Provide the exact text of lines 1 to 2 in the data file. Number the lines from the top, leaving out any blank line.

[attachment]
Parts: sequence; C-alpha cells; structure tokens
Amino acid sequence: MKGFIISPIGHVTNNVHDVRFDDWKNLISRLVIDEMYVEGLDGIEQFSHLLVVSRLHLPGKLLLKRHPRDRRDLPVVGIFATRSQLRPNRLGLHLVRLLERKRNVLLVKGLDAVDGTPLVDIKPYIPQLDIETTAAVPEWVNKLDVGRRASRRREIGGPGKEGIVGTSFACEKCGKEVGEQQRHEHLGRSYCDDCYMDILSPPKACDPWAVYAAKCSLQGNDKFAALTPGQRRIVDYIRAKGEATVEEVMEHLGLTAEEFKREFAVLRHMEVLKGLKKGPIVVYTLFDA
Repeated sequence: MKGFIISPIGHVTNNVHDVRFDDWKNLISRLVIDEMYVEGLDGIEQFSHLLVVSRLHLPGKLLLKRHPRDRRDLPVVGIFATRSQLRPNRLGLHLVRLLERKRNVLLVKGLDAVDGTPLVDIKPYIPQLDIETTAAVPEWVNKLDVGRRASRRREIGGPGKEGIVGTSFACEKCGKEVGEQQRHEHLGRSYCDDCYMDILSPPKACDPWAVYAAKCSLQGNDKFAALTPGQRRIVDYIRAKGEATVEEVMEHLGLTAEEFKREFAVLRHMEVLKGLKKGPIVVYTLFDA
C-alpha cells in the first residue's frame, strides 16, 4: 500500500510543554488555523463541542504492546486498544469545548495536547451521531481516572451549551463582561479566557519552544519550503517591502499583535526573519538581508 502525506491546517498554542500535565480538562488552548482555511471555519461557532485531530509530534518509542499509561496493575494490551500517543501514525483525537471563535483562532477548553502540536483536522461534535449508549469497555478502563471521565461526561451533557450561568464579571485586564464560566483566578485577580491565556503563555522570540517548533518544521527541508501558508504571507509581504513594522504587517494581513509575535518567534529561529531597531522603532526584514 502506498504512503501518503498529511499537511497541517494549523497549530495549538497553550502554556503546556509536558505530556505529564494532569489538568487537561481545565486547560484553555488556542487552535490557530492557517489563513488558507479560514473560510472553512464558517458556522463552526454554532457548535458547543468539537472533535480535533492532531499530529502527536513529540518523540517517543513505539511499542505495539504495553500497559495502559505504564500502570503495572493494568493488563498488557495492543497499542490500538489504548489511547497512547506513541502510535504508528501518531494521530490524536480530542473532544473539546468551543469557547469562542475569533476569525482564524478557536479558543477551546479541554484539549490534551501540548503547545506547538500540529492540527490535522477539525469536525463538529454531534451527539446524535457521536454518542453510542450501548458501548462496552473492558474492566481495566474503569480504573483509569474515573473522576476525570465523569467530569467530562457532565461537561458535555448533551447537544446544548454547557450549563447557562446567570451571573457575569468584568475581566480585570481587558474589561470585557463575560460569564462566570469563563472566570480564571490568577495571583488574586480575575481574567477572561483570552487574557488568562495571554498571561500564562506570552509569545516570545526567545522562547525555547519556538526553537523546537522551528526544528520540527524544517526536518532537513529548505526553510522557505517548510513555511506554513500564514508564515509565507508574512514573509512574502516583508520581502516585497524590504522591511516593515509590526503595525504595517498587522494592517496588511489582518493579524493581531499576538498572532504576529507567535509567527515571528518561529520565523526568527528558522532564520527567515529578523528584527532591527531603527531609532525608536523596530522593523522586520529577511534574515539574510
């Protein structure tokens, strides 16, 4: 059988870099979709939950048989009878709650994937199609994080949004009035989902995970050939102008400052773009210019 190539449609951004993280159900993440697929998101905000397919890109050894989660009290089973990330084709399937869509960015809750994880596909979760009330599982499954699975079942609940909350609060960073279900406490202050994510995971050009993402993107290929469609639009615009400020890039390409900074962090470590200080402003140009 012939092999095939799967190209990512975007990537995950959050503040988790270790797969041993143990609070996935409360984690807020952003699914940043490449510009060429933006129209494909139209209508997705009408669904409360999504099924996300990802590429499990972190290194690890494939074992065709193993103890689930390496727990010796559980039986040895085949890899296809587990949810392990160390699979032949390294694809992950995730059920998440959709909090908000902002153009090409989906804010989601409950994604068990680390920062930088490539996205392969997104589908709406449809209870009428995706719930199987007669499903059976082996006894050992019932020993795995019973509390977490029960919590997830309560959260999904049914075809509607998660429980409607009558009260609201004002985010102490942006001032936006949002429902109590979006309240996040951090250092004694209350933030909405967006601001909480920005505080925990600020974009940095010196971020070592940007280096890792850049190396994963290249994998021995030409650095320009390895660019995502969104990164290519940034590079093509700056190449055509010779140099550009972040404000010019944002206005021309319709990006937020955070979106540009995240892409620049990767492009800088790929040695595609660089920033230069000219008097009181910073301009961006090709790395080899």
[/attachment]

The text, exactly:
Parts: sequence; C-alpha cells; structure tokens
Amino acid sequence: MKGFIISPIGHVTNNVHDVRFDDWKNLISRLVIDEMYVEGLDGIEQFSHLLVVSRLHLPGKLLLKRHPRDRRDLPVVGIFATRSQLRPNRLGLHLVRLLERKRNVLLVKGLDAVDGTPLVDIKPYIPQLDIETTAAVPEWVNKLDVGRRASRRREIGGPGKEGIVGTSFACEKCGKEVGEQQRHEHLGRSYCDDCYMDILSPPKACDPWAVYAAKCSLQGNDKFAALTPGQRRIVDYIRAKGEATVEEVMEHLGLTAEEFKREFAVLRHMEVLKGLKKGPIVVYTLFDA